Midnight in Paris (short review)

Midnight in Paris is a very good light-hearted entry from director Woody Allen and starring Owen Wilson. The film begins with Wilson and his fiance, played by Rachel McAdams, visiting Paris. Wilson is a screenwriter struggling to write his first book. Wilson loves Paris and longs for the literary Paris of the past, and then his desire to live in the past comes true. One night, after he gets lost walking back to his hotel, he ends up back in the 1920s where he encounters F. Scott and Zelda Fitzgerald, as well as other artists from that era. After the night’s adventure, he goes back to his hotel and the twenty-first century, but he plans to visit his friends from the 1920s again the next evening. What will he see and what will he learn from his trips to the romantic 1920s?

I realize different people have different feelings about films directed by Woody Allen. Some adore most or all of them while others are not fans, perhaps because they feel his life has tainted the films, as in a topic we discussed last week. Critics often like Allen’s films more than viewers, as shown by the current Rotten Tomatoes rating for Midnight in Paris (92% critics; 77% audience). By way of disclosure, I like most of Allen’s films; I love several of them; and there is one that I would probably list among my top twenty films of all time (Crimes and Misdemeanors).

While it is unfortunate that Allen’s films often have to compete with each other, it it is fair for viewers to consider how a new film ranks within Allen’s canon of films. Considering Midnight in Paris in that context, it is not his best work ever, but it is certainly very good. And, more fairly, considering the comedies usually released during the summer, it is more enjoyable and thoughtful than most of them. The lines are witty, the background is beautiful, the story is interesting, and the movie features fine acting from Wilson in “the Woody Allen role” as well as other actors in the ensemble like Kathy Bates and Marion Cotillard.

Since Allen has started making several films in cities outside New York, he has used the camera to make these other cities characters in his films the way he once made New York a character in films like Manhattan. And Midnight in Paris certainly makes one desire to walk the streets of Paris and live a rich lifestyle there, beginning with the opening several minutes devoted to various scenes around the city.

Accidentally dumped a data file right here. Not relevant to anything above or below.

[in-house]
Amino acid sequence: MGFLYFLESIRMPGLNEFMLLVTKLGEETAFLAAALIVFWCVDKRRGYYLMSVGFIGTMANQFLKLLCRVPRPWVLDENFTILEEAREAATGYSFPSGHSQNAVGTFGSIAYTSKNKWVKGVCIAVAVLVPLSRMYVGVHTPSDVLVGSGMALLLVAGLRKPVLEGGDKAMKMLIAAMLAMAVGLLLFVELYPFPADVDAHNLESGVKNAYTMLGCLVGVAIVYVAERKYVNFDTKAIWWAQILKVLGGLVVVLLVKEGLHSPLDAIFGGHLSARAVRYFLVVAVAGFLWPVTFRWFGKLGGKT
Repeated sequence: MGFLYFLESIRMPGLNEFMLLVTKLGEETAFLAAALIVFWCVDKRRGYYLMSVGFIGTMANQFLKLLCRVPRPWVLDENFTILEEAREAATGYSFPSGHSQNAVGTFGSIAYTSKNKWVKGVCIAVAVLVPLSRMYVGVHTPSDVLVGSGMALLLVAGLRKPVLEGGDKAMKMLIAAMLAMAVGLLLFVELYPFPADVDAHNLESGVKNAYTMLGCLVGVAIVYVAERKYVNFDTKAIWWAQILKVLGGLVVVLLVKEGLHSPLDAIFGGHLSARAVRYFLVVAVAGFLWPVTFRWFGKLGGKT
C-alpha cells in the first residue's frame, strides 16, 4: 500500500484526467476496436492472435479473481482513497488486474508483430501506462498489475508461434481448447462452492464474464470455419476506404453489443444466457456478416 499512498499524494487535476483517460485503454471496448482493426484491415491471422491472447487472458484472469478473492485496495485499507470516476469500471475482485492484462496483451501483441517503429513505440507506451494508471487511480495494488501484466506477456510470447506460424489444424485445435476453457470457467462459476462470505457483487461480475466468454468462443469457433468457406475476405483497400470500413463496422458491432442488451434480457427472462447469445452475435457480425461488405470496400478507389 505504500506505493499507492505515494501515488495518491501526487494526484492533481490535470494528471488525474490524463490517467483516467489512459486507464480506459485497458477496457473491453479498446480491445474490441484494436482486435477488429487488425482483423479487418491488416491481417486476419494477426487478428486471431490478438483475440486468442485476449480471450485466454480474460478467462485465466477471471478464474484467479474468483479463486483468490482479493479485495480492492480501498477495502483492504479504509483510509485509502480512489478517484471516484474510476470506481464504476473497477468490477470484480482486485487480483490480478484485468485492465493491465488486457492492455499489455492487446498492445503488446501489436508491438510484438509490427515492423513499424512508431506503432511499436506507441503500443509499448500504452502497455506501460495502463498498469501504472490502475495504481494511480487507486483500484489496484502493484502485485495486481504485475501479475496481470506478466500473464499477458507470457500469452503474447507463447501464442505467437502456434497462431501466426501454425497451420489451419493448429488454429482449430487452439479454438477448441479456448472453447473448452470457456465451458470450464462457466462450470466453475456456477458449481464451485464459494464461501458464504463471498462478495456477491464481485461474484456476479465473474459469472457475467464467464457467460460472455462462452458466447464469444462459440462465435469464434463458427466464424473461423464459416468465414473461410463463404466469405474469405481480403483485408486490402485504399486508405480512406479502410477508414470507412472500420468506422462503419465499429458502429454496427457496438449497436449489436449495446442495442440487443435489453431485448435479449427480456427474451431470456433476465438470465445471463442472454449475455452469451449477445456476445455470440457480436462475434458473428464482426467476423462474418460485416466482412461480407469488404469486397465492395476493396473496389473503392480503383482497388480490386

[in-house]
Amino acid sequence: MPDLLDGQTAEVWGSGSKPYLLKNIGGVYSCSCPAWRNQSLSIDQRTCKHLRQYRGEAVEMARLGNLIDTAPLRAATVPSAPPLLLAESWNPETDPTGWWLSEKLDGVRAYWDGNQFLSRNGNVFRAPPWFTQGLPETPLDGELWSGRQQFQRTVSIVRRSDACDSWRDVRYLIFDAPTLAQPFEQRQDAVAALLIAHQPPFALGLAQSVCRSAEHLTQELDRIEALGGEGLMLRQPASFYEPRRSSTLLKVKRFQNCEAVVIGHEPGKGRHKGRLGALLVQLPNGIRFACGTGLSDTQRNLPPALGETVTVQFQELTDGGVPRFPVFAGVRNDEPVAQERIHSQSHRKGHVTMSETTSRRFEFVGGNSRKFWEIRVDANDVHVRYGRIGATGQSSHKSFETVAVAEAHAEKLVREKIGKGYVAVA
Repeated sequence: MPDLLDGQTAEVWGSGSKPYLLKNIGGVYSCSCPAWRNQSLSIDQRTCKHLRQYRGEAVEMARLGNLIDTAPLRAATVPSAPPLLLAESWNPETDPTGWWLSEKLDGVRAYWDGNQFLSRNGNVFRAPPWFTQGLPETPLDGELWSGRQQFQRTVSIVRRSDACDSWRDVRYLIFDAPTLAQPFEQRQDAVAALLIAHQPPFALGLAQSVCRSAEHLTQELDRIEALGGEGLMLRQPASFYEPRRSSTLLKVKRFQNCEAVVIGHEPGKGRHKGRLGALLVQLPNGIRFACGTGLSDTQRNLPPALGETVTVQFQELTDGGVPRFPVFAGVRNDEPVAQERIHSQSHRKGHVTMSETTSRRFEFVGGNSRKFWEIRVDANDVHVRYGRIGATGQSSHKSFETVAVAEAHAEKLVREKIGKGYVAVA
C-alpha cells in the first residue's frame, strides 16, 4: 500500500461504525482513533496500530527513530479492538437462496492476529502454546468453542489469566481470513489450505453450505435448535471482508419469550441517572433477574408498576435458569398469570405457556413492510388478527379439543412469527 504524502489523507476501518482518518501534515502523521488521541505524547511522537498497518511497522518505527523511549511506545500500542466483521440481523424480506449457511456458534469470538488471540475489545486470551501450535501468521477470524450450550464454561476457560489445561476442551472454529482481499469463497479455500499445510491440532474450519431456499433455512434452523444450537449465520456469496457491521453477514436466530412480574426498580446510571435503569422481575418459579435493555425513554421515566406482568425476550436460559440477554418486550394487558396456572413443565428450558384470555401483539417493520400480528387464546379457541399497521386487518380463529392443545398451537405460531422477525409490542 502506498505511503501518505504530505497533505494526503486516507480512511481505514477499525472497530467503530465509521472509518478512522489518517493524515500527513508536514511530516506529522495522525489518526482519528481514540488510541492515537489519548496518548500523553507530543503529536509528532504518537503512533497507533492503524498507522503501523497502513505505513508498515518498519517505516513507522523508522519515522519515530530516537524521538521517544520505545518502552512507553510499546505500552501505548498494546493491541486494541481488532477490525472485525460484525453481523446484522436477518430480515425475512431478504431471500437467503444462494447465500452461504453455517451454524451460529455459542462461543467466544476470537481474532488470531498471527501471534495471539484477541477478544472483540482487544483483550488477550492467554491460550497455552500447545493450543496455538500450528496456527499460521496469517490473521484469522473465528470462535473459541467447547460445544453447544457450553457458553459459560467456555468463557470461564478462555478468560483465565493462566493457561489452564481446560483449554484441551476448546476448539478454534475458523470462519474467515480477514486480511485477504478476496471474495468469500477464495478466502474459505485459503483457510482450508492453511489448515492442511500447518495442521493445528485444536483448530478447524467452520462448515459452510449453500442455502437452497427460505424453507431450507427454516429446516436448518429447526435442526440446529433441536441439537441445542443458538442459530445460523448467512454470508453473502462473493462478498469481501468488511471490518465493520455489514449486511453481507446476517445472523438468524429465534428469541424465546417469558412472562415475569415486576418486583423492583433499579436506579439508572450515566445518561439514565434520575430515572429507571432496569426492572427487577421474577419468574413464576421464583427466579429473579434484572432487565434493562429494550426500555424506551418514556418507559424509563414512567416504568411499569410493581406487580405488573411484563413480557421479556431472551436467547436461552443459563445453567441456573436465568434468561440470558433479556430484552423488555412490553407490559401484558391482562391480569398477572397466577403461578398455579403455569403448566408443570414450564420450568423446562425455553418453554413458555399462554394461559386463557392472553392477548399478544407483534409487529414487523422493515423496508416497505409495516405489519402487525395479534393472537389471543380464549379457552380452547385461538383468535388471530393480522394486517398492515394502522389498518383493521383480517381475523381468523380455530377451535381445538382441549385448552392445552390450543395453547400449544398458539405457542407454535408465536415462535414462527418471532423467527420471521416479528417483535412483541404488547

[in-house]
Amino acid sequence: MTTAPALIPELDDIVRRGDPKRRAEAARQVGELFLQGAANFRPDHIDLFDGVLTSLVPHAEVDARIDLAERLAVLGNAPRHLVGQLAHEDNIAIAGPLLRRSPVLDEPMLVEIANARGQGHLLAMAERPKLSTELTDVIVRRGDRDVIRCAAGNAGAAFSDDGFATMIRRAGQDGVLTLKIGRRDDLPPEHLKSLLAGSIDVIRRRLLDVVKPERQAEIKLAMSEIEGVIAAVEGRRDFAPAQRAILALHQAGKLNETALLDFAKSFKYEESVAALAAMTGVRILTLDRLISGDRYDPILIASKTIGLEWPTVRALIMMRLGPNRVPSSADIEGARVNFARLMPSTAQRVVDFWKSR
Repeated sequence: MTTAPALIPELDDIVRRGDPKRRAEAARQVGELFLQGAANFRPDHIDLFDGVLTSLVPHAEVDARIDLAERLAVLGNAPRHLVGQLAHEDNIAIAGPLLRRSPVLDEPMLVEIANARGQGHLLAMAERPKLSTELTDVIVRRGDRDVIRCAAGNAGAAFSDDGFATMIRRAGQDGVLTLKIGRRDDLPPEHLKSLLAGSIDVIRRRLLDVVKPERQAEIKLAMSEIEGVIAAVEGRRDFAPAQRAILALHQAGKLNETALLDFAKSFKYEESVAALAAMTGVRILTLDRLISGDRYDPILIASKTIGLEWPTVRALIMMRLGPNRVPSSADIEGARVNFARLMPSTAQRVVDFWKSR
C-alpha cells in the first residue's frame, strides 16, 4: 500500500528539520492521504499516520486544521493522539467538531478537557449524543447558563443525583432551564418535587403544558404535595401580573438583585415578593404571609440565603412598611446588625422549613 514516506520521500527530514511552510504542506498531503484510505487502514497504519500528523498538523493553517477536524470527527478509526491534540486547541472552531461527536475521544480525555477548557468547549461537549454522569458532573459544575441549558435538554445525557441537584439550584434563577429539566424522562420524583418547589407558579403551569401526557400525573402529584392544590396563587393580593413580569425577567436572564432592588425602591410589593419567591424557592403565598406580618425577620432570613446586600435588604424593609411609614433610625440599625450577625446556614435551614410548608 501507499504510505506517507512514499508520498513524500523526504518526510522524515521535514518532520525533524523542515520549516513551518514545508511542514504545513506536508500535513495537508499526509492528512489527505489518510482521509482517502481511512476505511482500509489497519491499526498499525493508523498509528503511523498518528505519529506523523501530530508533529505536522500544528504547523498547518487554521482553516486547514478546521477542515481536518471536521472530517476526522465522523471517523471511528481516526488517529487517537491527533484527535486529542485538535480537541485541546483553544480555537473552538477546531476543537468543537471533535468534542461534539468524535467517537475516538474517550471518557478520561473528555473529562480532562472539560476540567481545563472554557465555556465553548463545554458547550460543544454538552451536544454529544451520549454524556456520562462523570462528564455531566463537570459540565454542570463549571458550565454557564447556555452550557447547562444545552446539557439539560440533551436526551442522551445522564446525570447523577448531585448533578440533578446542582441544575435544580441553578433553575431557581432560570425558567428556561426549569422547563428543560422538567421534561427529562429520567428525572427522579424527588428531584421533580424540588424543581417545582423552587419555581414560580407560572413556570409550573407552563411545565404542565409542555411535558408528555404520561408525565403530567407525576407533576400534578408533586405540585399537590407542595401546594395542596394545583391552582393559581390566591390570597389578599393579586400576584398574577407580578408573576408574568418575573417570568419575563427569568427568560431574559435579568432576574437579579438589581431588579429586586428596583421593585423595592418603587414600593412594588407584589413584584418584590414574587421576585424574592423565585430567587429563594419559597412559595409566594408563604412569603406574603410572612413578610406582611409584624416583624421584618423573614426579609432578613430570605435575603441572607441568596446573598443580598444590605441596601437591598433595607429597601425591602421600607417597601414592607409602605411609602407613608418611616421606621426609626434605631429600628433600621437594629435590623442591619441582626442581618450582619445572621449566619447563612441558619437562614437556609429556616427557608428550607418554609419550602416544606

Another feature of Allen’s films is that he often addresses serious themes about life and death, and he does so in Midnight in Paris. For many years Allen has noted that he has been influenced by Ernest Becker’s book The Denial of Death, which is about how our fears affect the way we live. Some of those themes are touched on in this film, as are themes about nostalgia and longing for the past. The themes of nostalgia are reminiscent of Allen’s excellent movie The Purple Rose of Cairo. Although the resolution of these themes in Midnight in Paris is fairly predictable, one may not mind the ride because the journey is so scenic.

What is your favorite Woody Allen film? Leave a comment.

  • Death in Movies That Remind Us to Enjoy Life
  • “Little Prince” Trailer (in English)
  • To Rome with Love (Short Review)
  • Penn State Riots, Sports, and Life
  • Life Lessons – From a Pulitzer-Prize Winner, a Country Star, and an American Idol
  • The Killers Lament Another “Christmas in L.A.”
  • (Some Related Chimesfreedom Posts)

    3 thoughts on “Midnight in Paris (short review)”

    1. It is hard for Woody Allen to compete with many of his earlier films, including “Annie Hall.” But this one looks interesting. Thanks for the review.

    2. Midnight in Paris is the kind of film that one would expect from a high school sophomore. Its parading of dead, famous literary figures in modern Paris through the mind and personality of what seemed to be a dumbfounded sixteen year old Owen Wilson was embarrassing to watch. One can count on the fingers of a maimed hand
      other defects, but, as a pathologist would say with a snap in drawing off his gloves at te end of a boring autopsy, “I guess that’s enough.”

    Comments are closed.